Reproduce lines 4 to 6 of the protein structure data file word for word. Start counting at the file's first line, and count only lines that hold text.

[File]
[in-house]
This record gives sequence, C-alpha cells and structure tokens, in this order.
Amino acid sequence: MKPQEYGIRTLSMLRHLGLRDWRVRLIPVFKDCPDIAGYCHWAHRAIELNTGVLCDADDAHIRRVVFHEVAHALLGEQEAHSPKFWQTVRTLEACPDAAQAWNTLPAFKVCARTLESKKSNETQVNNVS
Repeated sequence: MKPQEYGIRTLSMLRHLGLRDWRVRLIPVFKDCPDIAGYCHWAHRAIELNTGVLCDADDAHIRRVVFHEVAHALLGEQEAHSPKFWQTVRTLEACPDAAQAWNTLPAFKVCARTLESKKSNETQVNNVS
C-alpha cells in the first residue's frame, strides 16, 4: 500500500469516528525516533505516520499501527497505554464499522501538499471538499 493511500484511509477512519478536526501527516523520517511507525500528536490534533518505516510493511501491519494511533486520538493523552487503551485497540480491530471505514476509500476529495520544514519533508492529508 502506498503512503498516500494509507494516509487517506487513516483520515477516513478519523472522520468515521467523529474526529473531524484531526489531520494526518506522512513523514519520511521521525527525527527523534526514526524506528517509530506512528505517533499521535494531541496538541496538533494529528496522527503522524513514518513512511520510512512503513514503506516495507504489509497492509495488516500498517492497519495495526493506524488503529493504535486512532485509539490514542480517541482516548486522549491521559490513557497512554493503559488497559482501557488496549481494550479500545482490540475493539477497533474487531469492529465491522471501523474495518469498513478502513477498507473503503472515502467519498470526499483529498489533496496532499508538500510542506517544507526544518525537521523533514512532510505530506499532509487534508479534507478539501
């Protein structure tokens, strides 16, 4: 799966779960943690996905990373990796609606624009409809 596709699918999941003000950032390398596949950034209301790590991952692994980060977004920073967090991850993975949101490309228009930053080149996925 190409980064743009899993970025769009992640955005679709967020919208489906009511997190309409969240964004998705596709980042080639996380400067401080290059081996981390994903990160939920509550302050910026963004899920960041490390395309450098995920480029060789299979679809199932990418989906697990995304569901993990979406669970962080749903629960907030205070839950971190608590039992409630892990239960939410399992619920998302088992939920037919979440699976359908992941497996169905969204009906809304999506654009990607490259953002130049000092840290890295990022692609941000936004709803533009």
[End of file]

Repeated sequence: MKPQEYGIRTLSMLRHLGLRDWRVRLIPVFKDCPDIAGYCHWAHRAIELNTGVLCDADDAHIRRVVFHEVAHALLGEQEAHSPKFWQTVRTLEACPDAAQAWNTLPAFKVCARTLESKKSNETQVNNVS
C-alpha cells in the first residue's frame, strides 16, 4: 500500500469516528525516533505516520499501527497505554464499522501538499471538499 493511500484511509477512519478536526501527516523520517511507525500528536490534533518505516510493511501491519494511533486520538493523552487503551485497540480491530471505514476509500476529495520544514519533508492529508 502506498503512503498516500494509507494516509487517506487513516483520515477516513478519523472522520468515521467523529474526529473531524484531526489531520494526518506522512513523514519520511521521525527525527527523534526514526524506528517509530506512528505517533499521535494531541496538541496538533494529528496522527503522524513514518513512511520510512512503513514503506516495507504489509497492509495488516500498517492497519495495526493506524488503529493504535486512532485509539490514542480517541482516548486522549491521559490513557497512554493503559488497559482501557488496549481494550479500545482490540475493539477497533474487531469492529465491522471501523474495518469498513478502513477498507473503503472515502467519498470526499483529498489533496496532499508538500510542506517544507526544518525537521523533514512532510505530506499532509487534508479534507478539501
């Protein structure tokens, strides 16, 4: 799966779960943690996905990373990796609606624009409809 596709699918999941003000950032390398596949950034209301790590991952692994980060977004920073967090991850993975949101490309228009930053080149996925 190409980064743009899993970025769009992640955005679709967020919208489906009511997190309409969240964004998705596709980042080639996380400067401080290059081996981390994903990160939920509550302050910026963004899920960041490390395309450098995920480029060789299979679809199932990418989906697990995304569901993990979406669970962080749903629960907030205070839950971190608590039992409630892990239960939410399992619920998302088992939920037919979440699976359908992941497996169905969204009906809304999506654009990607490259953002130049000092840290890295990022692609941000936004709803533009």